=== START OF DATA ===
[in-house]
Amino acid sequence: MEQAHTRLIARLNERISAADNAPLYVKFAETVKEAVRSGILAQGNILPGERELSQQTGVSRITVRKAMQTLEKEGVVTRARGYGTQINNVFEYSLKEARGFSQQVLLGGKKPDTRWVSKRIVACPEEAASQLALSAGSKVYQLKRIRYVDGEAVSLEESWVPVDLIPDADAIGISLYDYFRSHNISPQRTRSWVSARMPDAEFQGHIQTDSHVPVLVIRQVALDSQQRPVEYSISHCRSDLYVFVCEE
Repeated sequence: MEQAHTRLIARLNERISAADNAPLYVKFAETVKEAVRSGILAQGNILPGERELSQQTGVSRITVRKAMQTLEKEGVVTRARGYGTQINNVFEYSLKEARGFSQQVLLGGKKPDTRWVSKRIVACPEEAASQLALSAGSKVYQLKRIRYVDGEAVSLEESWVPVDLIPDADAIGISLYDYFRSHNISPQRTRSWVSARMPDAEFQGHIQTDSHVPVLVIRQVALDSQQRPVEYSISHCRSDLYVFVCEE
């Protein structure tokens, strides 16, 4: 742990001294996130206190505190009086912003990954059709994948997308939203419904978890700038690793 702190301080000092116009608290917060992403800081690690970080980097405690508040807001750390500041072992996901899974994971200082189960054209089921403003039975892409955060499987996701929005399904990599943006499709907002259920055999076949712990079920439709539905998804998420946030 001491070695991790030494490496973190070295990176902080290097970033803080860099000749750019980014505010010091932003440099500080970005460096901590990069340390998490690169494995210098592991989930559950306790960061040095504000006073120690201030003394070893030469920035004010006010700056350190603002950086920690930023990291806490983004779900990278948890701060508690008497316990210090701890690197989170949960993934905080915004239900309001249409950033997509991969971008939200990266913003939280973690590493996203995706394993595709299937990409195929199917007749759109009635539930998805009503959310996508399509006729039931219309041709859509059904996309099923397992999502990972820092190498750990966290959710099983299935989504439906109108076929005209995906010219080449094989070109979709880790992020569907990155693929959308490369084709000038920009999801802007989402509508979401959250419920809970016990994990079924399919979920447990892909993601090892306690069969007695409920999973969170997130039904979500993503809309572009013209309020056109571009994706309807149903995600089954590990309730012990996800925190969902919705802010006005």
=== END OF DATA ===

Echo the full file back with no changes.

[in-house]
Amino acid sequence: MEQAHTRLIARLNERISAADNAPLYVKFAETVKEAVRSGILAQGNILPGERELSQQTGVSRITVRKAMQTLEKEGVVTRARGYGTQINNVFEYSLKEARGFSQQVLLGGKKPDTRWVSKRIVACPEEAASQLALSAGSKVYQLKRIRYVDGEAVSLEESWVPVDLIPDADAIGISLYDYFRSHNISPQRTRSWVSARMPDAEFQGHIQTDSHVPVLVIRQVALDSQQRPVEYSISHCRSDLYVFVCEE
Repeated sequence: MEQAHTRLIARLNERISAADNAPLYVKFAETVKEAVRSGILAQGNILPGERELSQQTGVSRITVRKAMQTLEKEGVVTRARGYGTQINNVFEYSLKEARGFSQQVLLGGKKPDTRWVSKRIVACPEEAASQLALSAGSKVYQLKRIRYVDGEAVSLEESWVPVDLIPDADAIGISLYDYFRSHNISPQRTRSWVSARMPDAEFQGHIQTDSHVPVLVIRQVALDSQQRPVEYSISHCRSDLYVFVCEE
């Protein structure tokens, strides 16, 4: 742990001294996130206190505190009086912003990954059709994948997308939203419904978890700038690793 702190301080000092116009608290917060992403800081690690970080980097405690508040807001750390500041072992996901899974994971200082189960054209089921403003039975892409955060499987996701929005399904990599943006499709907002259920055999076949712990079920439709539905998804998420946030 001491070695991790030494490496973190070295990176902080290097970033803080860099000749750019980014505010010091932003440099500080970005460096901590990069340390998490690169494995210098592991989930559950306790960061040095504000006073120690201030003394070893030469920035004010006010700056350190603002950086920690930023990291806490983004779900990278948890701060508690008497316990210090701890690197989170949960993934905080915004239900309001249409950033997509991969971008939200990266913003939280973690590493996203995706394993595709299937990409195929199917007749759109009635539930998805009503959310996508399509006729039931219309041709859509059904996309099923397992999502990972820092190498750990966290959710099983299935989504439906109108076929005209995906010219080449094989070109979709880790992020569907990155693929959308490369084709000038920009999801802007989402509508979401959250419920809970016990994990079924399919979920447990892909993601090892306690069969007695409920999973969170997130039904979500993503809309572009013209309020056109571009994706309807149903995600089954590990309730012990996800925190969902919705802010006005």